Insulbrick Once Ubiquitous, Now Forgotten

From the Article

Growing up in a railway town as I did in the 1950s and '60s, many of the Canadian Pacific Railway wooden structures that I saw were sided with a product which gave the appearance of brick. Called Insulbrick, it was made in Canada by a Winnipeg company from the mid-1930s to the early 1960s.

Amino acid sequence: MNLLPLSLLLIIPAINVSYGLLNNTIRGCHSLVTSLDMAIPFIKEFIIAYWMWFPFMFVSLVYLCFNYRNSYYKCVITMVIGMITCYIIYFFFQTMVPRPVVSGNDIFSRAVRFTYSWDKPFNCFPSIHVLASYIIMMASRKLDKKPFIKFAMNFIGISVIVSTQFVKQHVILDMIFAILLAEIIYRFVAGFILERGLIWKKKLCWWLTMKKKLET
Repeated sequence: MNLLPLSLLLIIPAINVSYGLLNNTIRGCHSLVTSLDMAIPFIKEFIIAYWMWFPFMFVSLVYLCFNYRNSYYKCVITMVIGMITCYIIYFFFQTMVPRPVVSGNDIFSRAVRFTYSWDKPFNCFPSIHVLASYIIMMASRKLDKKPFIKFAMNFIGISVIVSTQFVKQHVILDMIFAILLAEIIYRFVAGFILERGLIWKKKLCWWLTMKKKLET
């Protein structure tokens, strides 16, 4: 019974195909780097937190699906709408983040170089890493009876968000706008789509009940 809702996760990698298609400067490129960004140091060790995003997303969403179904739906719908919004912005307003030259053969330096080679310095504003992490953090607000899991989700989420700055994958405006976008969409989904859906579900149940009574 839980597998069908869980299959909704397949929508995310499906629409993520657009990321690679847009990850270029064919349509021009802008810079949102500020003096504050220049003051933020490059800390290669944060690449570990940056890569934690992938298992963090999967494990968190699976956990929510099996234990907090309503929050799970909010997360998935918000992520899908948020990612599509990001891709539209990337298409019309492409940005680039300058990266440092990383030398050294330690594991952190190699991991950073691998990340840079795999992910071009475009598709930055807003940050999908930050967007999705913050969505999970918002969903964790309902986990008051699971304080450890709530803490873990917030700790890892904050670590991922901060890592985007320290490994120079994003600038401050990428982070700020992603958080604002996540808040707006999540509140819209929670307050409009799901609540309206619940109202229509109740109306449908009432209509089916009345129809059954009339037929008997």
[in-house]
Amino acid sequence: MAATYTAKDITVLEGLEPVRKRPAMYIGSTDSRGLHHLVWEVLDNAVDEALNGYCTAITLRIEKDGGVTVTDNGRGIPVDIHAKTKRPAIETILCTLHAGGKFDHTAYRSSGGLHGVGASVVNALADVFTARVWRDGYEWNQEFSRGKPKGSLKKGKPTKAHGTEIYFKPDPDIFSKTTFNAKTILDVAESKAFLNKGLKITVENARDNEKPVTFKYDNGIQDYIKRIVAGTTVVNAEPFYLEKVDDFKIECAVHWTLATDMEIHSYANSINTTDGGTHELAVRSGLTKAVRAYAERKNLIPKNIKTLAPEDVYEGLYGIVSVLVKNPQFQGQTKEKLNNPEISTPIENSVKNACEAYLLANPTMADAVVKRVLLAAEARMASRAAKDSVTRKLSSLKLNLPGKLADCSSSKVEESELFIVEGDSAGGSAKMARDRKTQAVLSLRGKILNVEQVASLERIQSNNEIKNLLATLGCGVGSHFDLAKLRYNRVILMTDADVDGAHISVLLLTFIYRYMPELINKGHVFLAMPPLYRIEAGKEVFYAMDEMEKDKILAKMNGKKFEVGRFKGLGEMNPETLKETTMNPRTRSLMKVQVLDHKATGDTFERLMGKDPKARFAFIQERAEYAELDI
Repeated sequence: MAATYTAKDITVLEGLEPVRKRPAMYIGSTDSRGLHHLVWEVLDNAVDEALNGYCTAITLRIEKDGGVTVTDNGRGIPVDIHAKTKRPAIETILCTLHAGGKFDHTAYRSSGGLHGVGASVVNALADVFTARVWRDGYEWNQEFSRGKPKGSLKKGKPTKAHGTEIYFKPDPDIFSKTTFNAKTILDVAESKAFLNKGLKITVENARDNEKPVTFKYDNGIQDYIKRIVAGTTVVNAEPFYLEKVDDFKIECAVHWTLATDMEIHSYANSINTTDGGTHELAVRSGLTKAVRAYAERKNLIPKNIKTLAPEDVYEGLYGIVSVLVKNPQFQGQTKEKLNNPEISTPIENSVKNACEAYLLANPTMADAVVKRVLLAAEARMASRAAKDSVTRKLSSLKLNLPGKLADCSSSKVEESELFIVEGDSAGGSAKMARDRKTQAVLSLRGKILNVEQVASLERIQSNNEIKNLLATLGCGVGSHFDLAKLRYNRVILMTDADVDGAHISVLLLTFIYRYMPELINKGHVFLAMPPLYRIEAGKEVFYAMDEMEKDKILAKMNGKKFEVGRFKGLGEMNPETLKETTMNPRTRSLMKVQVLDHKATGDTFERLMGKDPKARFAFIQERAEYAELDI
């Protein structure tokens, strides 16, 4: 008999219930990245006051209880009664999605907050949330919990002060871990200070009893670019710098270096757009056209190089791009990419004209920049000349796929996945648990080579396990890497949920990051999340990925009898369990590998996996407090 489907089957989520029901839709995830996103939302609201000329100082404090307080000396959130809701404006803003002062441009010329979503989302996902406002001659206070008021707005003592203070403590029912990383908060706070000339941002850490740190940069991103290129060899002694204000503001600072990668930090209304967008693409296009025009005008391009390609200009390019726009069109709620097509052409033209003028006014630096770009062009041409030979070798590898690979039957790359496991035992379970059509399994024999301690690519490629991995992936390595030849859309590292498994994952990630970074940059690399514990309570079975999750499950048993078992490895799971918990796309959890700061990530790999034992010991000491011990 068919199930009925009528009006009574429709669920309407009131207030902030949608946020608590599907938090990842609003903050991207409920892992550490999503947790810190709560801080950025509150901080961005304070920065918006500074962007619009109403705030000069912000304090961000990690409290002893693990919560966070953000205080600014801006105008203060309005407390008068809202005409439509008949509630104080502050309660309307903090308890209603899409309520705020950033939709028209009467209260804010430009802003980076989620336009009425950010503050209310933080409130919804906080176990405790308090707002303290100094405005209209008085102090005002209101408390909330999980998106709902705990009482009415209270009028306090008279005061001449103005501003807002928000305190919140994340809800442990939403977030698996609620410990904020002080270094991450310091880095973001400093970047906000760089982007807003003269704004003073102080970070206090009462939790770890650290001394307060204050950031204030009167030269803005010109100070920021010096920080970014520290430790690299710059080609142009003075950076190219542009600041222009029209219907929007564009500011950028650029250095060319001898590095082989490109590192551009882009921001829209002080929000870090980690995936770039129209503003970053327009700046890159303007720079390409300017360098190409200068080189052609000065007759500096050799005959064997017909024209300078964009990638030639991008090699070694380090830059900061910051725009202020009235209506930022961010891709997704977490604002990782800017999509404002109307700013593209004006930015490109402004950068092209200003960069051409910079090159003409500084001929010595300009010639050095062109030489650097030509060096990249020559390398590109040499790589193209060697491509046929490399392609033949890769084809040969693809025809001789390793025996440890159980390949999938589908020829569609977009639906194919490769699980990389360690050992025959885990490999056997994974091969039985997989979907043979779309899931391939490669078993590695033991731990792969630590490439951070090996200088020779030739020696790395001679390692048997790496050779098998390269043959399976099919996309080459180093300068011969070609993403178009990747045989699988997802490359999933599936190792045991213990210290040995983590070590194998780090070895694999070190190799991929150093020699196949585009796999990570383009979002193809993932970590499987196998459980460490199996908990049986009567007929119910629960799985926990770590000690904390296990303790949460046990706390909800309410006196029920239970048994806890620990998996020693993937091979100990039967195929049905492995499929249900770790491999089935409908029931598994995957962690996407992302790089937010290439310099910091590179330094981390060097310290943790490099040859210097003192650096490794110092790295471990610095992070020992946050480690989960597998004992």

It was so widely used on heated structures across Canada that one might easily assume it had been invented for or by the railway. The buildings it covered, such as section houses and homes for minor managers, are now mostly demolished or sheathed with vinyl.

Insulbrick (it goes by various spellings) was similar to today's asphalt shingles, but intended for vertical surfaces. Its touted benefits were that it looked superficially like real brick, and required no regular maintenance.

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